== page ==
The Dark Knight Rises - by Christopher Nolan with Tom Hardy as Bane and Anne Hathaway as Catwoman, with most of the rest of the cast returning. The consensus is that The Dark Knight is the best superhero comic book film ever made, and I'm somewhat inclined to agree, even though I do think it had more flaws than most seem to think. In any case, Christopher Nolan films are reliably smart and entertaining, so if there's any blockbuster-type film to eagerly await, it's this one. I think it's coming out summer 2012.
Noah - This is still in early stages, but things are happening with it. After dropping out of directing The Wolverine, it seems that this Biblical epic will be Darren Aronofsky's (Pi, Requiem for a Dream) next endeavor. Aronofsky and his collaborators made the script into a graphic novel to help pitch the film, which apparently worked as it currently has been 50% financed by some studio, and will have the rest covered if they officially land Christian Bale to star (he's currently in talks to do so). It's safe to say that it won't be your typical Charlton Heston-esque Old Testament epic with Aronofsky directing. Aronofsky has said he wants to explore this story and the character of Noah, who he says has more darkness and nuance to him than you typically tend to think. I believe I read that he might portray Noah, initially, as a drunk, or something to that effect. But don't quote me on that.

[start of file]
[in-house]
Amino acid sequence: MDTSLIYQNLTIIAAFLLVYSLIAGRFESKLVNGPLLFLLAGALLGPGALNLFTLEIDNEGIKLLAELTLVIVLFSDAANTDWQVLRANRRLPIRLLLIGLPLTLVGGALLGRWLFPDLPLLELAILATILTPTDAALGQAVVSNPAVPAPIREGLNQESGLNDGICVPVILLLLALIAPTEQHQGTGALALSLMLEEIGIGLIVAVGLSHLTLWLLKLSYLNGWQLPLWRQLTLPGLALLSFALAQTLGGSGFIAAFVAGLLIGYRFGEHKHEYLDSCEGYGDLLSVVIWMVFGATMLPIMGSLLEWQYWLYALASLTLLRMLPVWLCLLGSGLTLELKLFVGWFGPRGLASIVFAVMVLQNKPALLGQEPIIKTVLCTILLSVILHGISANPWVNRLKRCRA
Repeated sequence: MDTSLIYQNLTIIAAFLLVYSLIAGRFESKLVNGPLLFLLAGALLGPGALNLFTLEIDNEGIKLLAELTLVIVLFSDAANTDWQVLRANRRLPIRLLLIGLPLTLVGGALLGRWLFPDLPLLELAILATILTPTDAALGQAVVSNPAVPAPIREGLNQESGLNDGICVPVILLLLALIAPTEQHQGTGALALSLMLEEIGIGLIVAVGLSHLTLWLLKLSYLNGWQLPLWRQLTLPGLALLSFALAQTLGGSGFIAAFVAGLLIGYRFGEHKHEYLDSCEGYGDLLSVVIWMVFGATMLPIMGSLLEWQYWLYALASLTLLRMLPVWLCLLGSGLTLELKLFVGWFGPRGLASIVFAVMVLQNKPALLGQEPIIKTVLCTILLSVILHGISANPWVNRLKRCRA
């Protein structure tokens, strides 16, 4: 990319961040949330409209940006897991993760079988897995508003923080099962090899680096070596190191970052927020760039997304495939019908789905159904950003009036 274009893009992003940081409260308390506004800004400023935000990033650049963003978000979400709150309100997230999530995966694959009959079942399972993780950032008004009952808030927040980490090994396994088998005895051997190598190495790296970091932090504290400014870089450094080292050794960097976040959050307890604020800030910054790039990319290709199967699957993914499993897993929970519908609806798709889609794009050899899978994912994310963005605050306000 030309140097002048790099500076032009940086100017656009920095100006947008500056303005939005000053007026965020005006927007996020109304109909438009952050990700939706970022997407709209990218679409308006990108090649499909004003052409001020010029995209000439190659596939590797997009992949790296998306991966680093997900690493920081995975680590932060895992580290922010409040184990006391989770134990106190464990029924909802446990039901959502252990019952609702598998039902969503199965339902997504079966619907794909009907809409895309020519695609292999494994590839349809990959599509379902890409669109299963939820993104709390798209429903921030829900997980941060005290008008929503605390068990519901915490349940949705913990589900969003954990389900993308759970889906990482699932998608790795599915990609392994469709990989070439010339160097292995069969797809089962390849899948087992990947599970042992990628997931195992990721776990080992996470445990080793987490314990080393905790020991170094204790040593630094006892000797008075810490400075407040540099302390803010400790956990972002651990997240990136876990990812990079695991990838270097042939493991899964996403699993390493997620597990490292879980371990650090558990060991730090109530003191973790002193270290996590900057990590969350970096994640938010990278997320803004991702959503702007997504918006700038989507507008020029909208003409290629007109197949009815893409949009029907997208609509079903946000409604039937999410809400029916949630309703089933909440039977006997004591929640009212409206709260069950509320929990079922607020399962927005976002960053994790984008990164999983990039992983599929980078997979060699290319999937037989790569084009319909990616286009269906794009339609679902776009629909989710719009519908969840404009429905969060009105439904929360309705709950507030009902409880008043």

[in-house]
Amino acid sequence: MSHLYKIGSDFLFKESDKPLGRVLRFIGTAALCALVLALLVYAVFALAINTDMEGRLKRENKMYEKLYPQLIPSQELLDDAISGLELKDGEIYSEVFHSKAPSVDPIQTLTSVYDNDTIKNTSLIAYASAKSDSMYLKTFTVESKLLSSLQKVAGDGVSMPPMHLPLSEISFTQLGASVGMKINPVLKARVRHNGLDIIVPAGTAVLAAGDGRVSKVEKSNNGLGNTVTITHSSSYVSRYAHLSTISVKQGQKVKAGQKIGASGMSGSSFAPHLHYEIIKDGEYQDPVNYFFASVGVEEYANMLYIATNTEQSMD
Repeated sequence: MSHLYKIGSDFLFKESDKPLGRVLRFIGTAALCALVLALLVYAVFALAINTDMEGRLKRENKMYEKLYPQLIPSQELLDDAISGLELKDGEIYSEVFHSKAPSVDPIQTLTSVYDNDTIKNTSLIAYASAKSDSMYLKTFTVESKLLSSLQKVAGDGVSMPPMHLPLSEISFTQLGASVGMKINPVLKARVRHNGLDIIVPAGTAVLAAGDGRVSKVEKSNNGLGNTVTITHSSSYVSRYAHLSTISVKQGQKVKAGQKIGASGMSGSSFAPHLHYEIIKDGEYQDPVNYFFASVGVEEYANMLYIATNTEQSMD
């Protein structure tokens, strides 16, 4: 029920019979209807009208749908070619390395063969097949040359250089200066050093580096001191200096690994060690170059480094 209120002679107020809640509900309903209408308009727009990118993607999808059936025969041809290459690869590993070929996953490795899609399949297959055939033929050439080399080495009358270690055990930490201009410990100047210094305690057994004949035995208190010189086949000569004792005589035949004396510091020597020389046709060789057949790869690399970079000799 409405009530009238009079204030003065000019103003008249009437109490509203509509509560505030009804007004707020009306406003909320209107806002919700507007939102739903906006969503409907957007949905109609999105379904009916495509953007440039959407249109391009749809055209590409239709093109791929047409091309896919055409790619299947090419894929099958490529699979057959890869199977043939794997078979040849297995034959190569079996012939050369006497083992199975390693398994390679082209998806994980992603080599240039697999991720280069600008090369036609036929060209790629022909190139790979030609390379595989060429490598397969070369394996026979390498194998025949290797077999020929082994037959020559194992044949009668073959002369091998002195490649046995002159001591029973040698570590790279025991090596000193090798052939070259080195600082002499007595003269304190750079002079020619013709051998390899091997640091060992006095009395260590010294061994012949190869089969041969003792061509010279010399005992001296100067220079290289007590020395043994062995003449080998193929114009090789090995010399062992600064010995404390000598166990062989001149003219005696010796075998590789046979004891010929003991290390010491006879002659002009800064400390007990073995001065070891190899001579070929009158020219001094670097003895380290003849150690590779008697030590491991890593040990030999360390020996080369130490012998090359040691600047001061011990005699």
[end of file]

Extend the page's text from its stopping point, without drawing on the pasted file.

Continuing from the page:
The Hobbit - With Peter Jackson retaking the helm, after Guillermo Del Toro left the films, fans of The Lord of the Rings films, as well as the books, can feel fairly confident that all is well. Not that I was too worried when Del Toro was directing, but there was a question to what extent he would submit himself to Jackson's vision of the universe, and to what extent he would inject his own vision. His design of Smaug that he described in a New Yorker profile of him, for example, seemed to be particularly Del Toro-ish -- which means Smaug would not be particularly consistent with Jackson's universe. In any event, with Jackson helming there are no longer such lingering questions, and greatness is to be expected. As I understand it, this will actually be two films, covering the material from The Hobbit, and adding story to kind of connect The Hobbit to the beginning of Lord of the Rings.
The Girl With the Dragon Tattoo - Based on Stieg Larsson's immensely popular millennium trilogy, this sees David Fincher (Se7en, Fight Club, Zodiac, The Social Network) returning to his dark, pulp roots as a director. Seems to be a brilliant match of director and material. The trailer looks great and Fincher's work is consistently excellent. It hits theaters Christmas, 2011.